Sodium Selenate as a Disease Modifying Treatment for Probable Behavioural Variant Fronto-temporal Dementia
- Research Opportunity
- PhD, Masters by Research, Honours, Master of Biomedical Science
- Project Status
- Medicine and Radiology
- Royal Melbourne Hospital
|Professor Terence O'Brienemail@example.com||8344 5490||Personal web page|
|Professor Dennis Velakoulisfirstname.lastname@example.org||Personal web page|
Frontotemporal dementia (FTD) is generally due to abnormalities either in a protein called tau (45%) or a protein called TDP-43 (45%). In both types of FTD the protein aggregates into ‘clumps’ that block brain cell function. There are currently no treatments for either type of FTD.
Our group has successfully run several research trials using a drug called sodium selenate that prevents the aggregation of tau in brain cells. We have shown that sodium selenate is safe in humans and that it has measurable benefits in Alzheimers disease (a different type of dementia to FTD). This study is an early phase study in which participants with FTD receive sodium selenate and are followed over 12 months. During this period standardised measurements of safety, cognition and neuroimaging (MRI, PET) will be undertaken.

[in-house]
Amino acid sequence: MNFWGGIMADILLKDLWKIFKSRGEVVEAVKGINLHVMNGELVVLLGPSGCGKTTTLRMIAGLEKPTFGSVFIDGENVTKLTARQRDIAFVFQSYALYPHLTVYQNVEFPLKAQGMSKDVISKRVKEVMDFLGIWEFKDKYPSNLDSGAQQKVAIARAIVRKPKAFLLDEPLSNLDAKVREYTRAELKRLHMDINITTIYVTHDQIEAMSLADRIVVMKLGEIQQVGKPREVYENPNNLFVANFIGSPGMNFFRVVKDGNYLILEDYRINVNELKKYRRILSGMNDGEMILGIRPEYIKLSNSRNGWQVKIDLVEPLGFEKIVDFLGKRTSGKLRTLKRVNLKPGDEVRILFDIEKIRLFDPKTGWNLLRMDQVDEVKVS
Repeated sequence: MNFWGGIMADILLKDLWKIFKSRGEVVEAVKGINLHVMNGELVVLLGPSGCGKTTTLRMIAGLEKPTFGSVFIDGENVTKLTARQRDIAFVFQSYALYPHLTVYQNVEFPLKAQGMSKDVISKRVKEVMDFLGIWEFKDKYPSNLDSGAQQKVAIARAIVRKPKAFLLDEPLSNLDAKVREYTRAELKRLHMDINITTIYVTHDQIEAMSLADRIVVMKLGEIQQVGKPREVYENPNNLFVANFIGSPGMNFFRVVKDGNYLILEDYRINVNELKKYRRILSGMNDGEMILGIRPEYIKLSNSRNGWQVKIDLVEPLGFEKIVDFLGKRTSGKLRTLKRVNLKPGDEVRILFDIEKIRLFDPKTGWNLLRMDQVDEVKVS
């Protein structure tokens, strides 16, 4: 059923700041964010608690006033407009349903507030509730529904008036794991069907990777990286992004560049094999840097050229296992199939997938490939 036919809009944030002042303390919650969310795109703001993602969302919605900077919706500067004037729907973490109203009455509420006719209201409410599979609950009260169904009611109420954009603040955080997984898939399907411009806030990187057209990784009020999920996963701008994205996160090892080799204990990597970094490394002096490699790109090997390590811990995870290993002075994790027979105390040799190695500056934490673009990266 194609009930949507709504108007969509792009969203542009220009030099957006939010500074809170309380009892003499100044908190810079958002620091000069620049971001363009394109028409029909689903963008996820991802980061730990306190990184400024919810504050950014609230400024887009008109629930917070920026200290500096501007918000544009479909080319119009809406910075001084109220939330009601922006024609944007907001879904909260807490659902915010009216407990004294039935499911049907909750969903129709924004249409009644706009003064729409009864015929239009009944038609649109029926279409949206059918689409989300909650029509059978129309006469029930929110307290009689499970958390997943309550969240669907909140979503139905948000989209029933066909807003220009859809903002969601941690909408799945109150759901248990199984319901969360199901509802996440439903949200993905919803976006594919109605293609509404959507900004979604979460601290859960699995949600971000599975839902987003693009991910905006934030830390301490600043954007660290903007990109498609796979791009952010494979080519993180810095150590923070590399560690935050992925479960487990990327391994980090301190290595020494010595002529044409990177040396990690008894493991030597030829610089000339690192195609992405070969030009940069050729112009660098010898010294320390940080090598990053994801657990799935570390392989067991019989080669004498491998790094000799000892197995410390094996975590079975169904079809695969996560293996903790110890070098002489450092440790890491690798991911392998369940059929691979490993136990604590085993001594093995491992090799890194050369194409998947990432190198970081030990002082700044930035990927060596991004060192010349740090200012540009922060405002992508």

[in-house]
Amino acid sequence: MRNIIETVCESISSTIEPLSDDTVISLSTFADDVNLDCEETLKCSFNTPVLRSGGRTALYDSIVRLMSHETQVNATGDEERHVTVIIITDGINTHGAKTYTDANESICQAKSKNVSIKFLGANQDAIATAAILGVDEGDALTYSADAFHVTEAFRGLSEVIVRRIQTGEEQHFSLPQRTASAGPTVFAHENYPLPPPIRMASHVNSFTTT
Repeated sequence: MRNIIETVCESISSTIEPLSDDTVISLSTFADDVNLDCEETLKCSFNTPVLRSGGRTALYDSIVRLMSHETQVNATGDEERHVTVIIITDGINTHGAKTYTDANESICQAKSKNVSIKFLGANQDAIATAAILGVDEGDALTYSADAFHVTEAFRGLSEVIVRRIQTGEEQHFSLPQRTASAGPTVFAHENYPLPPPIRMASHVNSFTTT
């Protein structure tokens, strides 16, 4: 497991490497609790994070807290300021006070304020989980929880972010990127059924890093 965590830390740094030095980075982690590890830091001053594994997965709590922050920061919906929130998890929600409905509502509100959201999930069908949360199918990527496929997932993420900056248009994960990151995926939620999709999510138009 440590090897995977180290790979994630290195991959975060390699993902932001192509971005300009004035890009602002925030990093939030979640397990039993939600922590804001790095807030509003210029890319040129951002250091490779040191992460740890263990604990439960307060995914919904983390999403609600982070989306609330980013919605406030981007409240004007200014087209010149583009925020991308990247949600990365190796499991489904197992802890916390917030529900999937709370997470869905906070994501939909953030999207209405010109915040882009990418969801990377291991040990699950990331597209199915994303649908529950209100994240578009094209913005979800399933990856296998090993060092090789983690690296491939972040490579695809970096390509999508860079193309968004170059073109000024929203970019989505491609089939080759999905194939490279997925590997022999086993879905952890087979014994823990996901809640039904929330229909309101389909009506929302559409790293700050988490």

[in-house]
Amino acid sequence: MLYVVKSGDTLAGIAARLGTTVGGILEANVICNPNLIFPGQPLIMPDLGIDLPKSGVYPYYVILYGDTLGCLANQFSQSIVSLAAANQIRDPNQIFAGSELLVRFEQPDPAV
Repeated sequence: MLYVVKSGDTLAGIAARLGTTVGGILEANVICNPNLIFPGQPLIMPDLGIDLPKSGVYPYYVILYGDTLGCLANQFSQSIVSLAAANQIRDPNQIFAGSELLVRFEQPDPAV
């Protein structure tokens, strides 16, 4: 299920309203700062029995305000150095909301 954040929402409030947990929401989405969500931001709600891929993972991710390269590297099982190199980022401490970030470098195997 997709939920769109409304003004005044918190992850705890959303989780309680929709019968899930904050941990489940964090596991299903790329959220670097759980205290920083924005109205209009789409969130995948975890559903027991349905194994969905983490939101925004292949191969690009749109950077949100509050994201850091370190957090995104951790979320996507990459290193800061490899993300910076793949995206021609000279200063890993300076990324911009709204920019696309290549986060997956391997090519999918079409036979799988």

This research project is available to PhD, Masters by Research, Honours, Master of Biomedical Science students to join as part of their thesis.
Please contact the supervisor to discuss your options.